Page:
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DOT 1042; MARCH 1951



Now it’s starting to make sense a little…

Not GOOD sense mind you, but at least you can see what Dot Records was thinking by releasing two singles featuring Margie Day at the same exact time, even though it was confusing record buyers, trying the patience of distributors now being asked to throw their weight behind two releases on the same artist and frustrating jukebox ops who now have to decide whether to take up two spots on the machines for the same artist at a time when Day’s single from last December was still drawing nickles, making it potentially twelve percent of their entire selections focused on just one singer.

So business wise this was every bit as stupid as you’d think.

But the reason behind it was they had their eyes on bigger frontiers… as in pop crossover potential by giving audiences a more restrained Margie Day to contrast with the sexually brash ball of fire she’d established herself as already.

Mmm, yeah, now that it’s put that way… they were even stupider than we thought!


You’ve Left Me
Okay, first thing’s first here, most of the “versions” of this that seem to be available online, be it Spotify or Youtube, are wrong. It’s not this song, it’s not Margie Day singing and so if that’s how you search for songs that you don’t own so you can hear them, try Internet Archive instead or click the album link below to buy the CD or stream the track from Amazon.

Now… as for the song itself. It’s probably not worth all that effort to hear it to tell you the truth, especially if you’re a rock fan whose dug the previous Margie Day efforts where she left no question as to where her musical allegiance lay.

We’re not criticizing her for expanding her repertoire necessarily but we are focused on rock ‘n’ roll history here, not someone’s desire to leave us behind for supposedly greener pastures, even if only temporarily. Since Day and The Griffin Brothers wrote the song we’ll compliment her for taking matters into her own hands when it comes to setting forth to do something different, but that doesn’t mean we have to like that direction when presented to us.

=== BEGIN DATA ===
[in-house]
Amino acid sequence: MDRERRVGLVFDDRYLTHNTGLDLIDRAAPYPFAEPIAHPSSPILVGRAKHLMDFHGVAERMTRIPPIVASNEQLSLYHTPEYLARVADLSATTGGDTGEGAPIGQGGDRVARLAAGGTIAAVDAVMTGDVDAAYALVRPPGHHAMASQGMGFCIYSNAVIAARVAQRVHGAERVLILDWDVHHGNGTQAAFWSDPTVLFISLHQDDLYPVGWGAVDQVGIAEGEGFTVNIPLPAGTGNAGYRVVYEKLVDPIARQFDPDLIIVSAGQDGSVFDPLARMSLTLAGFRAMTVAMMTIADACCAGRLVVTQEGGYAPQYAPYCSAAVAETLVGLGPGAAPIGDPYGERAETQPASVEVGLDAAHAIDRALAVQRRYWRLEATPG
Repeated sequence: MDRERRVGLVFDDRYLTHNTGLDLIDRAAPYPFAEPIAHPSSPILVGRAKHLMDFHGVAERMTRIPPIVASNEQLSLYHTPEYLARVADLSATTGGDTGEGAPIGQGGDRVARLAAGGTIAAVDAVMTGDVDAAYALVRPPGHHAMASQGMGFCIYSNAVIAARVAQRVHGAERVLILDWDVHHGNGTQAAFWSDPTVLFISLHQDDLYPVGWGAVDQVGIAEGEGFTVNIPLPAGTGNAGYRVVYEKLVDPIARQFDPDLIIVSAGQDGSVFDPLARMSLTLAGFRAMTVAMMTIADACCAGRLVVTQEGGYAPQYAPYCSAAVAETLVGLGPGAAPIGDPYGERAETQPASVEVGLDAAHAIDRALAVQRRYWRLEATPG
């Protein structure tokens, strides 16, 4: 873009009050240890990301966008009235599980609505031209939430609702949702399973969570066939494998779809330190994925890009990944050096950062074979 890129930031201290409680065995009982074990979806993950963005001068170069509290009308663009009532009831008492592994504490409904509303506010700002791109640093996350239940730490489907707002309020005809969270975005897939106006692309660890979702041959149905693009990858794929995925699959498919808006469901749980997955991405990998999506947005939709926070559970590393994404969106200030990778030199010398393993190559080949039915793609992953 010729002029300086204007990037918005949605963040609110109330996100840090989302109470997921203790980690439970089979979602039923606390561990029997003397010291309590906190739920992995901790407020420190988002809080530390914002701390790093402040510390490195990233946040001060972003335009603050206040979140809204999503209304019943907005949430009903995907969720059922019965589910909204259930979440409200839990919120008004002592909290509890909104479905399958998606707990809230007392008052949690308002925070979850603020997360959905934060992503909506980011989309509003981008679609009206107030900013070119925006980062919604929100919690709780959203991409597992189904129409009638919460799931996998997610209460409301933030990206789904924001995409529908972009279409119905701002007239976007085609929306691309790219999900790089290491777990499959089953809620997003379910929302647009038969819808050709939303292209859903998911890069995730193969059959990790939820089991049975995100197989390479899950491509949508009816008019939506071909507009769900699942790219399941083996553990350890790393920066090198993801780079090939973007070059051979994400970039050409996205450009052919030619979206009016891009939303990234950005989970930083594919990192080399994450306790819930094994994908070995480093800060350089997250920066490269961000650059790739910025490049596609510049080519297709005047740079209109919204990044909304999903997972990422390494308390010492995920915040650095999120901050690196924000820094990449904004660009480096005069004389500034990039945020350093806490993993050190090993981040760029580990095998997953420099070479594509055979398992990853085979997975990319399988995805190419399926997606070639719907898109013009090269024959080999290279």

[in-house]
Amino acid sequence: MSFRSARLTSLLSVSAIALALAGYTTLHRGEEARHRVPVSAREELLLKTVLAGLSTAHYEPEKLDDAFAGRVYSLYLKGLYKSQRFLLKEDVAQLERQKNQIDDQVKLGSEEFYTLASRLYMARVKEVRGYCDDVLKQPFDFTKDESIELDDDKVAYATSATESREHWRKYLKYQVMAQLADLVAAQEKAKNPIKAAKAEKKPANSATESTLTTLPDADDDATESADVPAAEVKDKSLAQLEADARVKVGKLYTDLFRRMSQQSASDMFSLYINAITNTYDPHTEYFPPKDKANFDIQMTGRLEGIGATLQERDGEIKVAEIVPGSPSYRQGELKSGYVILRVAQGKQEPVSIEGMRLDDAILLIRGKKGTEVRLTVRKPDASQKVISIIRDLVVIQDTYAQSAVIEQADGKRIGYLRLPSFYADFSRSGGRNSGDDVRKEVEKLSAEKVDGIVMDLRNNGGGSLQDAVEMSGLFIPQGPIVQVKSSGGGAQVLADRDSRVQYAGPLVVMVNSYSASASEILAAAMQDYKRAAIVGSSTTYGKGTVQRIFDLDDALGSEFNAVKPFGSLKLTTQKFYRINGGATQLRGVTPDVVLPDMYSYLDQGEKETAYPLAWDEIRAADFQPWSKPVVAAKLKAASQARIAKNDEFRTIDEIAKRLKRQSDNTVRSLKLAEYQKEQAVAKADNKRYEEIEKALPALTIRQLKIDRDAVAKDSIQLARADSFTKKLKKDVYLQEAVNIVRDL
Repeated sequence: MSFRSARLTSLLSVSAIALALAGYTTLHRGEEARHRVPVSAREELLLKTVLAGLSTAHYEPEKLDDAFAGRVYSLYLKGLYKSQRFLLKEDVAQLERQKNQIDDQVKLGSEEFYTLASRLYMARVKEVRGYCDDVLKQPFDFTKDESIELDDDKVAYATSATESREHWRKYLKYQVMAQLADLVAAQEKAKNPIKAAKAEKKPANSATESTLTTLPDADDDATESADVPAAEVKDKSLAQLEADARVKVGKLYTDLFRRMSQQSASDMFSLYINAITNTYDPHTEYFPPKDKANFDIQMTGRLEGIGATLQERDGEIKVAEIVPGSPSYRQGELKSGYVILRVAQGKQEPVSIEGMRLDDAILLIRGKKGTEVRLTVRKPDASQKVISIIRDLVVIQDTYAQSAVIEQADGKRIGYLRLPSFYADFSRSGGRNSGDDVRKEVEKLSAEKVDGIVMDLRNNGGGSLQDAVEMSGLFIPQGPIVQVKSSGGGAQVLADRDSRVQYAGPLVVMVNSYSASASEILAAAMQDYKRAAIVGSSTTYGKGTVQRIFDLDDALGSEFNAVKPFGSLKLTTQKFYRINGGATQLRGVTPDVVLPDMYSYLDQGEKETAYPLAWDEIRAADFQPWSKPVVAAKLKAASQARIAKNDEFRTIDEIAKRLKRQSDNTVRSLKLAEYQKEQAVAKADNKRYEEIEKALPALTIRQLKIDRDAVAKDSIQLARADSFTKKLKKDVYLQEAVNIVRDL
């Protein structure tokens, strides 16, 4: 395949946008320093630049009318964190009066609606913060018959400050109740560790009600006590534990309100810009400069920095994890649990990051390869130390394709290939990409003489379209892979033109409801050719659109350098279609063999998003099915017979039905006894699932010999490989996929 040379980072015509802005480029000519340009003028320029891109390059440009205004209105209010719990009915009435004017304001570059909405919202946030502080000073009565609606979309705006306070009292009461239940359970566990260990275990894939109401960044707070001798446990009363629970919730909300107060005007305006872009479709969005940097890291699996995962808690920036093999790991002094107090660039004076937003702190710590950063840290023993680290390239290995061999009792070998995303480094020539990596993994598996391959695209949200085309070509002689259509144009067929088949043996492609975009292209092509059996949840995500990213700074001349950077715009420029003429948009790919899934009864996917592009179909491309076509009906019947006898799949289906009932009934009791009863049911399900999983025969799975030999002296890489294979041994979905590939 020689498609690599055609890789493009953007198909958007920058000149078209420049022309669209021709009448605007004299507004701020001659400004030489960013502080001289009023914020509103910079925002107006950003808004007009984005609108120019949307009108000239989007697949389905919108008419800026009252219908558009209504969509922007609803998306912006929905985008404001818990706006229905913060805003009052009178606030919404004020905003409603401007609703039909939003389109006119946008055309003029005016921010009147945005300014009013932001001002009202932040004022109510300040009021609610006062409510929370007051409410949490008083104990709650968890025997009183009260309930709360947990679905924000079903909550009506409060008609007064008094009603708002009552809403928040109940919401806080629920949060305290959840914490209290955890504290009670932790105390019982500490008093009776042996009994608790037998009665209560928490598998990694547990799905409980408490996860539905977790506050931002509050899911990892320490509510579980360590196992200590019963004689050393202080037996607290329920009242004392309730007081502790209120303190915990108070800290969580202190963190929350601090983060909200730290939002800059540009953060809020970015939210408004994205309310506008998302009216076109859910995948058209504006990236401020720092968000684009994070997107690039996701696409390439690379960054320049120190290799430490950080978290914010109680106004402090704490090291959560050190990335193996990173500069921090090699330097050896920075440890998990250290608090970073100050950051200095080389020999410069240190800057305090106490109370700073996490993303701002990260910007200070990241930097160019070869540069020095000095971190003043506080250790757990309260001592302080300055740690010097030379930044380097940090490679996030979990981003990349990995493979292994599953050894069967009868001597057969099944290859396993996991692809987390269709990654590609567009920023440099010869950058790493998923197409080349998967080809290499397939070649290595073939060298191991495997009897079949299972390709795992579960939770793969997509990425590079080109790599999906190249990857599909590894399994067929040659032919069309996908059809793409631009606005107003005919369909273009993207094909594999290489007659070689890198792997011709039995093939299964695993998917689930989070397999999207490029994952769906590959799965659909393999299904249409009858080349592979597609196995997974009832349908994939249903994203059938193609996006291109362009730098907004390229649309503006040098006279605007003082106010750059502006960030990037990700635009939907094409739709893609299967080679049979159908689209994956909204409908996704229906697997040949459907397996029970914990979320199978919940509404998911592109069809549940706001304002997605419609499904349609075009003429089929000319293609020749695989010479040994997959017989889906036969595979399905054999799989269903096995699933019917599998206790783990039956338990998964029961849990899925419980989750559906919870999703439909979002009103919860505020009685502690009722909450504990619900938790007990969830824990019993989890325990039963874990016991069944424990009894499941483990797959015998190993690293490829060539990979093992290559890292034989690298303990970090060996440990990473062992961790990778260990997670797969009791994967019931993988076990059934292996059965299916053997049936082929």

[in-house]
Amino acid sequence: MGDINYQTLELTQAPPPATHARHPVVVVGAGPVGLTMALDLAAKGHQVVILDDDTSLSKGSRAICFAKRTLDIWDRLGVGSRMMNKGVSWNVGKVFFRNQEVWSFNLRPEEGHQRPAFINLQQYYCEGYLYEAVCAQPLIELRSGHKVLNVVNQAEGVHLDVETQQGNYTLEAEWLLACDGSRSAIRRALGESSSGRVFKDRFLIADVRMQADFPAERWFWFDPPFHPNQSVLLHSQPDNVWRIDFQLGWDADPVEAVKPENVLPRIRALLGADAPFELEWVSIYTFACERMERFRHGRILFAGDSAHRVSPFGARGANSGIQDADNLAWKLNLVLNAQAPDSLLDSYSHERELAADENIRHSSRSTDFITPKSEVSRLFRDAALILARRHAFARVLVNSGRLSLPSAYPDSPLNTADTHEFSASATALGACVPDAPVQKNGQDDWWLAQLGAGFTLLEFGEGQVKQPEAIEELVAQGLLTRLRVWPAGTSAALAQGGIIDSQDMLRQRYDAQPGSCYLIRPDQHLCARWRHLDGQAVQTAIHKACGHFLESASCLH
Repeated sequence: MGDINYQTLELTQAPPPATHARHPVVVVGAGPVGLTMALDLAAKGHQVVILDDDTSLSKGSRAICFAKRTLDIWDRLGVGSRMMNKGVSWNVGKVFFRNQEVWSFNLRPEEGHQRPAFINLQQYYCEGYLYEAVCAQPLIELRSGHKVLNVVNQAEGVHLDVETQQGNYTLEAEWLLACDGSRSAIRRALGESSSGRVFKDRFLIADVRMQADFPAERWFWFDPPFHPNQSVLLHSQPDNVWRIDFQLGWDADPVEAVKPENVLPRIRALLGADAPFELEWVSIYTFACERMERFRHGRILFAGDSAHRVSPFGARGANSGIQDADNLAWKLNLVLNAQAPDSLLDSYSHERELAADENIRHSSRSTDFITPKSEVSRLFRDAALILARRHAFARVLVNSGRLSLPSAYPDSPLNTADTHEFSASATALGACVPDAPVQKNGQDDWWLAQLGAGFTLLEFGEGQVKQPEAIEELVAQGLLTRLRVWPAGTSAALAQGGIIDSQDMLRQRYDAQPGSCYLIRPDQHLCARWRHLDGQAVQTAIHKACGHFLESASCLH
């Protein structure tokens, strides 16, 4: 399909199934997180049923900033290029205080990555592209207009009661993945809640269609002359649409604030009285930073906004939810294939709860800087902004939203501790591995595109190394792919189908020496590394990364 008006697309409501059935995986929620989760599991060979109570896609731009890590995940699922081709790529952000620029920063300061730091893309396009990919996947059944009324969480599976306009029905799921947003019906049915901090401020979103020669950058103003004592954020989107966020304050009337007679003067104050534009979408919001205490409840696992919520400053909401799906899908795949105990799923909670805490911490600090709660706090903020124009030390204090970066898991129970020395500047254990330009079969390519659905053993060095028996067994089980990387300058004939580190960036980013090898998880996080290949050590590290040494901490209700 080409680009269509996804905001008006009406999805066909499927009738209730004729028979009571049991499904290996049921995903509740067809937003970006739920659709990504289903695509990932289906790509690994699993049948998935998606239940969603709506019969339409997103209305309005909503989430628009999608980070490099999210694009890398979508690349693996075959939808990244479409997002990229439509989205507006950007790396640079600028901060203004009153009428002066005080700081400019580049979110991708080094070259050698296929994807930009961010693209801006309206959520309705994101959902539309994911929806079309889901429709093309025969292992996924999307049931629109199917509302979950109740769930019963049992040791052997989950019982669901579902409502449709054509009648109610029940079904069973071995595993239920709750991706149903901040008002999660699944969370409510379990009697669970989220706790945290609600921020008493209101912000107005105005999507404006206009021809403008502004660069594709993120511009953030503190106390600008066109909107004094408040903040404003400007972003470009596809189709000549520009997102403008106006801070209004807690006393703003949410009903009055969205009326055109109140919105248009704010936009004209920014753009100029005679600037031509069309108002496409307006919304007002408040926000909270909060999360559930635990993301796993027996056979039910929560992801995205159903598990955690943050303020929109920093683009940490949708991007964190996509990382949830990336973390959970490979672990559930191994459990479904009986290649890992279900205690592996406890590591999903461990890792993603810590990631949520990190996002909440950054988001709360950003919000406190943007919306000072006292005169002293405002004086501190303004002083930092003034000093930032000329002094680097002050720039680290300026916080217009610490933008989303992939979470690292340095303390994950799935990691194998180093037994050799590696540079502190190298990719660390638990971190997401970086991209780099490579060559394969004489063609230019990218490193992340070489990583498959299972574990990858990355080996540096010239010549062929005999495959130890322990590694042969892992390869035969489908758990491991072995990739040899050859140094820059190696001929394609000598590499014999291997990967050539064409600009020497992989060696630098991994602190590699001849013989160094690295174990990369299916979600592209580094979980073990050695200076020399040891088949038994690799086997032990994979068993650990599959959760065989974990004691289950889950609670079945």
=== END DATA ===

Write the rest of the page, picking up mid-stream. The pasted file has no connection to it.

The fact is if more people liked Your Best Friend that would probably be a bad omen for rock’s future by suggesting that its most promising artists who were breaking through commercially with really invigorating material could succeed just as much, or more, if they would just forsake it for something more tolerable for the mainstream listener.

But then again the idea of upward mobility, or what passes for it anyway, is always lurking in the shadows and so you can see how Dot Records might’ve encouraged this sort of thing. A hit rock record in 1951 would sell about 50,000-100,000 copies. The biggest hits of the entire year might reach a quarter of a million in sales and every so often, usually over a year or more of steady sales, one or two smashes might get a half a million.

By contrast those numbers are doubled or tripled or even quadrupled for a pop hit with the same level of appeal within their own market since the pop market was far bigger.

Of course the one thing they were all forgetting in their naïvety was that the average mainstream pop music listener was a middle aged white person with little or no tolerance for artists of a darker hue than anyone this side of Frosty The Snowman and sure weren’t going to buy these records no matter how much they pandered to them.


You May Roam, Dear, Far From Home
To be honest I’m not entirely sure Margie Day was going for pop acceptance here, even if The Griffin Brothers – and surely Dot Records – may have been.

Though the content of the song is very mild-mannered compared to her best work, it’s really the arrangement which takes on a pop sheen here, because it sounds as if Day is aiming squarely at Little Esther in her delivery.

She’s nowhere near as nasal of course and has a better traditional voice, if not quite the expressiveness on slower material, but Esther always went in for these kinds of classier torch songs and there’s a definite vocal similarity here that gets a little obscured because it’s not being set off by the type of musical textures that Johnny Otis always gave Esther.